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The Belarus Devaluation…

May 23, 2011

I was doing some research on the Belarus devaluation, in which today they dropped the value of their currency by 36%after a 10% slice earlier this year. They did this buy changing the number of rubles a dollar is worth (3155->4930). The interesting thing here is that it seems almost everyone was up on it:

“The new rate, although significantly below the previous one, is still not as low as the “black market” exchange rate, where the cash exchange migrated amid the country’s severe shortage of foreign currency.”

In fact you can go back to March where analysts were saying there was no way out for Belarus, the trade deficit was too high. They, like the US and A, buy a lot more crap then they produce. Here was the writing on the wall:

“On March 22, UniCredit Group’s Russia subsidiary said it had temporarily halted the purchase and sale of the Belarussian ruble, the same day Belarus’ central bank stopped selling foreign currency to the country’s banks. “We ask you until further notice not to send us requests for purchasing or selling Belarussian rubles,” UniCredit’s Russian unit said, Dow Jones reported. ”

They wouldn’t give away the foreign currency because they knew they were going to devalue the ruble, instantly making all the other currencies in their reserves that much more valuable. The citizens knew this, at least a bunch of them and took some action:

The “black market exchange”:
“Three weeks ago, a young programmer who preferred to be identified simply as Petya came up with what appeared to him as “an obvious idea.” Over one weekend he built a website that already attracts about 15,000 visitors a day and has at least four copycats.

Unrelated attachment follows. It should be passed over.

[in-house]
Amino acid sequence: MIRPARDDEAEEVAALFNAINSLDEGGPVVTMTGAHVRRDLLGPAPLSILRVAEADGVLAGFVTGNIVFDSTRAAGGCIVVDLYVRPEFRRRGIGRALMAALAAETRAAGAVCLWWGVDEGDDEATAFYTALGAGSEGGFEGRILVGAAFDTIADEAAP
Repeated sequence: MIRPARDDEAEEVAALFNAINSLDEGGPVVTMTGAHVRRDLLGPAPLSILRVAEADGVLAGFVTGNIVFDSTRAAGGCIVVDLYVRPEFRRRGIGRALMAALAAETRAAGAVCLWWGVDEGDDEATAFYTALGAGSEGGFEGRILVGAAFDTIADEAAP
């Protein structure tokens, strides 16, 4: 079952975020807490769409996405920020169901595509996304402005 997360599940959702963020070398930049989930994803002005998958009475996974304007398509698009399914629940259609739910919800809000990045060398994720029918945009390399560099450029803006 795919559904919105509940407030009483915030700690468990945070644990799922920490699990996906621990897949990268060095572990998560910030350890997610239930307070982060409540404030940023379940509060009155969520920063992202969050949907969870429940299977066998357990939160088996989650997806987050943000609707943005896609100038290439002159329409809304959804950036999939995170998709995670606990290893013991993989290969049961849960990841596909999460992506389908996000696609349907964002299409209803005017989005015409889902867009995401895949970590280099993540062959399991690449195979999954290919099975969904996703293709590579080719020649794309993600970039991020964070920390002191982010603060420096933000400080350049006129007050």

The website’s name,, mocks the name of the Belarus central bank’s head Petr Prokopovich and offers what the central bank can’t—convertibility of the Belarussian ruble.

A visitor to the website who wants to buy or sell an amount in U.S. dollars browses through the ads posted by other visitors, finds someone seeking to sell or buy the same amount, and gets in touch with that person. The parties to the transaction can then either exchange the money in an agreed place at an agreed rate, or, if they prefer official security, can go to one of the idling exchange booths.

In order to prevent the booths from stockpiling dollars and euros, the government has ordered them to immediately sell, at the official rate, whatever currency they buy from people, even though the number of people wanting to sell their dollars at the official rate is tiny. The solution: the buyer pays the seller the difference between the official and unofficial rates in cash.”

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